The main game will rest with the 1.0-litre three cylinder which, although the smallest engine in the MG range, is the most modern and – in this particular model – the most powerful with 91kW of power and 170Nm of torque. Fuel consumption is said to be 5.9 litres per 100km on the Chinese combined test.

This engine is related to the three-cylinder unit employed by GM in European cars such as the Opel/Vauxhall Adam, Astra, Viva and Corsa, and drawn from a family of small petrol engines developed jointly for both GM and SAIC, who are joint-venture partners in China.

Hooked up to a six-speed Aisin automatic transmission in the ZS, the engine provides surprisingly sprightly performance, at least around a simple test course laid out around witches’ hats on a billiard-table smooth skid pan at SAIC’s huge proving ground where we had a short drive in it.

Apart from that, about the only other thing we learned about the dynamic performance of the ZS is that it needs to be tied down a little better to tame excessive bodyroll. Otherwise, it seems on the money for an SUV in the small end of town.

The ZS’s real strength is its interior design that, for a vehicle in this class, is not only spacious, with plenty of rear knee room and a class-leading boot, but attractively turned out with plentiful soft finishes, polished metallic trim and nicely resolved lines.

We particularly like the side air vents protruding from the dash like jet turbines – an MG signature in its newer models.

With the split-fold rear seats down, the ZS swallows more than 1100 litres of cargo, but even with them up, a family of five could stack sufficient luggage in the deep boot for a short holiday.

And despite the boot depth, the designers have still found room under the floor for a temporary spare wheel, although it does mean that the exhaust muffler peeks out from underneath the rear bumper.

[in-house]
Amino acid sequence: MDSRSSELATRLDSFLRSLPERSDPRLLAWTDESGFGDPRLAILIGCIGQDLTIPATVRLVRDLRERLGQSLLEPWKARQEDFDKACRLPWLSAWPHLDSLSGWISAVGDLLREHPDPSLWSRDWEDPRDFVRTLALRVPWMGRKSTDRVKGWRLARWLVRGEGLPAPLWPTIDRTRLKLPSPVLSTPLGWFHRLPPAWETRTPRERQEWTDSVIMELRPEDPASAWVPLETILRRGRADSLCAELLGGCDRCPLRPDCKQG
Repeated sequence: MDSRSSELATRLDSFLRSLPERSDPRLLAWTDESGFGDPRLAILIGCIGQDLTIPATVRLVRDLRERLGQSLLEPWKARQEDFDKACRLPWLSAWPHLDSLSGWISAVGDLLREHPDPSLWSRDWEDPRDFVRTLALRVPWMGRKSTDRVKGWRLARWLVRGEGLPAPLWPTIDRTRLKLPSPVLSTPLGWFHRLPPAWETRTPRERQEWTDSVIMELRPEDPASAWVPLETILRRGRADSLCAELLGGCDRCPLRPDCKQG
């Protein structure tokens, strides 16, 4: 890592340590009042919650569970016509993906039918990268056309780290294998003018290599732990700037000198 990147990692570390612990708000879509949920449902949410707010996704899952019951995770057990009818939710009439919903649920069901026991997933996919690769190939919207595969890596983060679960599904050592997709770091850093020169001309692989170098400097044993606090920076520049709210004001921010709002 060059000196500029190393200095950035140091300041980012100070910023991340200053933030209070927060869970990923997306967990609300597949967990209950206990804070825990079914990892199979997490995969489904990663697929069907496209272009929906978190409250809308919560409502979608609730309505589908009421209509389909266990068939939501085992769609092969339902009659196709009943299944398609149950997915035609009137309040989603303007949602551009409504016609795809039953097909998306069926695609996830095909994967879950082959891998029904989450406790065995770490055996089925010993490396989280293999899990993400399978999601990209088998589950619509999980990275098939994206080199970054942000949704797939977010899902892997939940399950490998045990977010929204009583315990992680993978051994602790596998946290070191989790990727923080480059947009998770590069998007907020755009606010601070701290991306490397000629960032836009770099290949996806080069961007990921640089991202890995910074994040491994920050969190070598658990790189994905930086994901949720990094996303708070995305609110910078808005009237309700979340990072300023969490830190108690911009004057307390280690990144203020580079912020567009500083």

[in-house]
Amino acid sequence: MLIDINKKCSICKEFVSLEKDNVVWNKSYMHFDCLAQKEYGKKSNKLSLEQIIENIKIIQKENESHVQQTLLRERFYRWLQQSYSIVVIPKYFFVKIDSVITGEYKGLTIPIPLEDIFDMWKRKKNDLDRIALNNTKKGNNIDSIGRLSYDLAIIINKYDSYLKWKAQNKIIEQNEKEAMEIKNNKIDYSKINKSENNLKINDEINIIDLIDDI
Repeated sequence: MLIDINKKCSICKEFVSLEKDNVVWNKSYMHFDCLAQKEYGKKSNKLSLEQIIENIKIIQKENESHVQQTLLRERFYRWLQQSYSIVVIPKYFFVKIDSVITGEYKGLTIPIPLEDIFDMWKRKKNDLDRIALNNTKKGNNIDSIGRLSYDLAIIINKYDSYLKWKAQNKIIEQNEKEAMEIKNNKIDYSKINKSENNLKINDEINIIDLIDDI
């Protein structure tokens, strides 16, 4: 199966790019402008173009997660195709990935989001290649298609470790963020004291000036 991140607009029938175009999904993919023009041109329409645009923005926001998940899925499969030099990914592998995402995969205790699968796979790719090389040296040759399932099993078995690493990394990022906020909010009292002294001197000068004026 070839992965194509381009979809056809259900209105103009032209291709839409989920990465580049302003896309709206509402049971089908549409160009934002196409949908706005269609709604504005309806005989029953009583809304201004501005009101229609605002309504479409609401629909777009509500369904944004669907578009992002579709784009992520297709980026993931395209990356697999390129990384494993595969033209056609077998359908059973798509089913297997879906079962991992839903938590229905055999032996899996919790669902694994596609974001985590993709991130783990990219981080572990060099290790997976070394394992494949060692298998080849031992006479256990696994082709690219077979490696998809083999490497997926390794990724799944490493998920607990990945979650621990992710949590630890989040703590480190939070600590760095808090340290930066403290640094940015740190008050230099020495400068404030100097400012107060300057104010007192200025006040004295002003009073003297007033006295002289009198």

The interior fit-out is a marked step up on previous MG models, making even the GS – MG’s most recent model – look dated.

The luxury version of the ZS we sampled had a black leather interior with the red contrast double stitching of an expensive sportscar, along with a flat-bottomed, leather-clad steering wheel with the usual buttons for cruise control, audio and phone.

An 8.0-inch infotainment swipe screen sits in the middle of the dash, delivering features such as Apple CarPlay that will be standard across the range.

Outside, roof rails, driving lights, panoramic sunroof and 17-inch alloy wheels are in evidence. Those wheels, incidentally, are not a bad size for such a vehicle, but unfortunately fail to fill out the wheel arches.

In all, we really want to like the ZS, but our puny drive under controlled conditions in China was far short of a comprehensive test. We will have to wait until October for a proper drive in an Australian-spec car with all the details at our fingertips.

We suspect, however, that ZS success might come at the cost of some collateral damage to its GS sibling, which, despite being 186mm longer and 46mm wider, does not look that much bigger inside. Of course, the GS has more power and torque, but also a pricetag starting about the $22k mark.

SAIC is on record as saying the next-generation GS due in a couple of years will be a seven-seater, so we suspect it will be bigger in all dimensions, putting some distance between itself and ZS.

Until then, the ZS will be the most contemporary vehicle in the line-up, and with competitive pricing (i.e. sitting under all of its competitors such as the top-selling Mazda CX-3 and Honda HR-V), should at last give MG a chance to make an impact in Australia, at least once it has a dealer network in place.